The Missed Call: India’s Lifeline

sandeep-sir-284x300By Sandeep Sahu

I seriously doubt if Sunita (name changed) has ever made a call on her mobile phone. Every time she makes a call, it’s a ‘missed call’, the Great Indian Innovation. For some reason which I am yet to figure out, her particular brand of missed call would be so brief that bat an eyelid and you would actually ‘miss’ it! Just a single tinkle of the Hello tune which, if you are not close enough or attentive enough to your mobile phone, you are bound to miss. But you are not only expected not to miss the solitary beep, but call back within minutes, if not seconds. And once you call, she would just not stop. An average conversation with her would last between 25 to 40 minutes. The cost is all yours and the pleasure all hers! Thoroughly disgusted with this irritating habit of Sunita, my wife stopped responding to her missed calls. Lo and behold, the calls simply stopped coming! Much to the relief of my wife, I must add.
The ‘missed call’ – and not the Indian Rail or India Post – is the real lifeline of India. The range of uses it is put to is truly breathtaking. You are waiting for a car. The driver gives you a missed call. You know that he has arrived and rush to the gate. If that sounds a little too elitist, let us think of a more ‘aam admi’ example. The neighbourhood rickshawallah who ferries your child to school gives a missed call and you realize it is time for your child to rush out. You get down from a bus and give a missed call to a dear one and he lands there in minutes to pick you up. I have absolutely no doubt that every reader of this piece can, from his or her own experience, list dozens of ways in which the missed call is used.

The extensive use of the missed call is based on sound economics and practical sense. After all, why do you need to spend, even if it is only a few paise, when you can get what you want with just a missed call? No wonder users of such need-based missed calls make the overwhelming majority. But there are also those who use the missed call not to save their money, but that of others. Like this Good Samaritan friend of mine, who has asked his office peon to give him a missed call whenever he needs to talk to him – to save a few paise from the mobile bill of his peon!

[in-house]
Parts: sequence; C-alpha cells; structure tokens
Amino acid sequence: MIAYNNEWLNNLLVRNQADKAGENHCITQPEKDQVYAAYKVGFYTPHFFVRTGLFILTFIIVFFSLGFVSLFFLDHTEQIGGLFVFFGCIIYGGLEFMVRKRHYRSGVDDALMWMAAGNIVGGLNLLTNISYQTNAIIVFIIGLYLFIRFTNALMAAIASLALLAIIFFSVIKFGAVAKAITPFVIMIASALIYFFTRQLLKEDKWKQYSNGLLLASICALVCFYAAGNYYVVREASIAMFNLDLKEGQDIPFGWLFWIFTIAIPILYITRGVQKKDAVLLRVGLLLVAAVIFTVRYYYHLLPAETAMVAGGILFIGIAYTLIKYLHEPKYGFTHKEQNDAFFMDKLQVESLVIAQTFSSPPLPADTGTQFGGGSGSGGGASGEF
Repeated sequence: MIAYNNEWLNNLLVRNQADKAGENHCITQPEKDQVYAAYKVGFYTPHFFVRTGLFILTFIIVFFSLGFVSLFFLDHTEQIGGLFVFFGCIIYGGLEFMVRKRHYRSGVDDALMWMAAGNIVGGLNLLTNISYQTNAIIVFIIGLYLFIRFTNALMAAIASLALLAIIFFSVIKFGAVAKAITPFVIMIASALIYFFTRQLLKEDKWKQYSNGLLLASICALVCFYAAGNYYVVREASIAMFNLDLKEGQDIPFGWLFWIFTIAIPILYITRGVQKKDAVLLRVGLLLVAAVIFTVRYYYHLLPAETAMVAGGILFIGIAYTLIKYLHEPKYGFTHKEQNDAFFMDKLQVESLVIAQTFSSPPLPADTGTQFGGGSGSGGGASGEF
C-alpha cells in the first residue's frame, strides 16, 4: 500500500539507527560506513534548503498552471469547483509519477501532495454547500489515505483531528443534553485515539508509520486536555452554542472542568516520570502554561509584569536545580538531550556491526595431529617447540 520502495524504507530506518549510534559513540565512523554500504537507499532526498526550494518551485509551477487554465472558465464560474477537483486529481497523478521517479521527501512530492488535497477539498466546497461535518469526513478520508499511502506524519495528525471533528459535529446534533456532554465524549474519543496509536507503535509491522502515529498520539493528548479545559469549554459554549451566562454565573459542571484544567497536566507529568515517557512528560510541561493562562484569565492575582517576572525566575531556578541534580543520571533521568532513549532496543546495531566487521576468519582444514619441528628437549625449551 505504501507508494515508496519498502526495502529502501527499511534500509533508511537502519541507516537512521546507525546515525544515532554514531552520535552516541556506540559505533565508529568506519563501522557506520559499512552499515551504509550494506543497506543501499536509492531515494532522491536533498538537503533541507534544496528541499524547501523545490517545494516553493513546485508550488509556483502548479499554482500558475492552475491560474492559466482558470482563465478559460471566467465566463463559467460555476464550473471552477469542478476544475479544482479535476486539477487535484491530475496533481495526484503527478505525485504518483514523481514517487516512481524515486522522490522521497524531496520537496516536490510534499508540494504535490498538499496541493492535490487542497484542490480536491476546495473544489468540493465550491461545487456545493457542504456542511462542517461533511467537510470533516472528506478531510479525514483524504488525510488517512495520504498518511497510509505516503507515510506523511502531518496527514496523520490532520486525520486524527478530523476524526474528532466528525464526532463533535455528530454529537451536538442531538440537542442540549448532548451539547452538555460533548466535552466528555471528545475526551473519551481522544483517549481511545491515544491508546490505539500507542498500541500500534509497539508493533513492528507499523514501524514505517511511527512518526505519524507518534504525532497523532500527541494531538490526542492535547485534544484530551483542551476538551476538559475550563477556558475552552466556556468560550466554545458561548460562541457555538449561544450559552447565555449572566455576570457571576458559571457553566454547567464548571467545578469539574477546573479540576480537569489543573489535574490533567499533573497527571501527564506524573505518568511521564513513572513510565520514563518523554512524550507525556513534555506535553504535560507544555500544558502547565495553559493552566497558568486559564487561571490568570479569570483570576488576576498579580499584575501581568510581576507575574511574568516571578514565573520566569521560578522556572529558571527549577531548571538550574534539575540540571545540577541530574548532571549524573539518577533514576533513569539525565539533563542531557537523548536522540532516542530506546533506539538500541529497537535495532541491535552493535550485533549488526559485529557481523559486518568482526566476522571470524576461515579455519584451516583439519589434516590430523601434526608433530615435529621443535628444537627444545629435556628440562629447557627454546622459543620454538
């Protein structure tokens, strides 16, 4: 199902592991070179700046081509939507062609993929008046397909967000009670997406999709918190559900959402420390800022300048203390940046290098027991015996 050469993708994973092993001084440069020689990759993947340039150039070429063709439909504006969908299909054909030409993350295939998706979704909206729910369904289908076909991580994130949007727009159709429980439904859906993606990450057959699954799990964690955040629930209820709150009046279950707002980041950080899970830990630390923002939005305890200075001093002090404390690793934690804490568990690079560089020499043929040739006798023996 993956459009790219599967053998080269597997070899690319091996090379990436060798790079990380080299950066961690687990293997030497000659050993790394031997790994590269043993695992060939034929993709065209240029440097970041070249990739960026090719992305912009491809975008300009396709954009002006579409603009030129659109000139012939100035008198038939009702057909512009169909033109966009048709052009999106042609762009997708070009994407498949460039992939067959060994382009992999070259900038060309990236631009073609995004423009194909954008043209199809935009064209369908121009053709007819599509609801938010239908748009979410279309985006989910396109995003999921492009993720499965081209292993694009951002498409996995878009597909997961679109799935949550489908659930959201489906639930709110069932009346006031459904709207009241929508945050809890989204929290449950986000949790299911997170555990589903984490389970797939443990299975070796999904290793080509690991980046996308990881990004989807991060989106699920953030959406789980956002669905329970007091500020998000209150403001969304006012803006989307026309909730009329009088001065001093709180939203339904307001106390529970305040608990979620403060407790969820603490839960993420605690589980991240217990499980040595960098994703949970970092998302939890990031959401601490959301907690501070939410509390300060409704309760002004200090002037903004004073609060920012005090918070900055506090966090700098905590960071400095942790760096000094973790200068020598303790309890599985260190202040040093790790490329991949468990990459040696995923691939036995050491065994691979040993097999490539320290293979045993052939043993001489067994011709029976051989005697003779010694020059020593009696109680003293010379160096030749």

But when it comes to making creative use of the missed call, you have to hand it to the new age youth. Some time back, I was aghast to hear that a 20-something youth has had some 10-12 affairs – all born out of missed calls (or responding to missed calls, to be more precise)! If the guy who narrated this to me is to be believed, there are apparently hundreds of young boys and girls scouring the air waves through the proven and much travelled path of the missed call in search of a virtual affair that may or may not transform into a real affair. I would have dismissed the whole story as hogwash had it not been for a report that I had read in a local newspaper a few days before. A young couple had fallen in what has come to be known as ‘missed call love’ and come to Bhubaneswar to marry. The marriage solemnized (at a temple, where else?), the couple stayed in a lodge for their ‘honeymoon’. On the fourth day, the boy told his newly-wed wife his mother had fallen sick and he had to rush home. He promised to return by evening, but never did.

Desperate calls by the wife to the number that had been instrumental in the birth of their love affair repeatedly elicited the ‘switched off’ answer. Shattered at this breach of faith, she lodged a complaint against her four-day old hubby with the Mahila Police station and that is how the whole thing came to light!

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For every single way of using the ‘missed call’, there are at least 10 different ways of misusing or abusing it. A friend’s wife had a harrowing experience for about a week after she committed the cardinal mistake of calling back on receiving a missed call on her mobile phone. The voice at the other end belonged to a young man, who began pestering her with his profession of love through a dozen missed calls every day without quite realizing that the lady he was wooing was old enough to be his mother! Her husband, however, spoiled the fun ending the Cupid-struck boy’s dalliance with a mouthful of the choicest swear words one day!

Personally, I have never really been a big fan of the whole business of missed call. To be honest, I positively detest it. But I shudder to think about the day when the missed call would become chargeable. I have absolutely no doubt in my mind that the whole nation would be up in arms like never before, not even during the all too brief euphoria of the Anna Hazare movement a few years ago. That is the reason successive governments, including the incumbent one, have never paid any heed to the persistent – and some would say perfectly legitimate – demand by telecom operators that they should be allowed to bill customers for missed calls. In a country where governments have been known to fall because of a rise in onion prices, this is one potato too hot for any government to handle!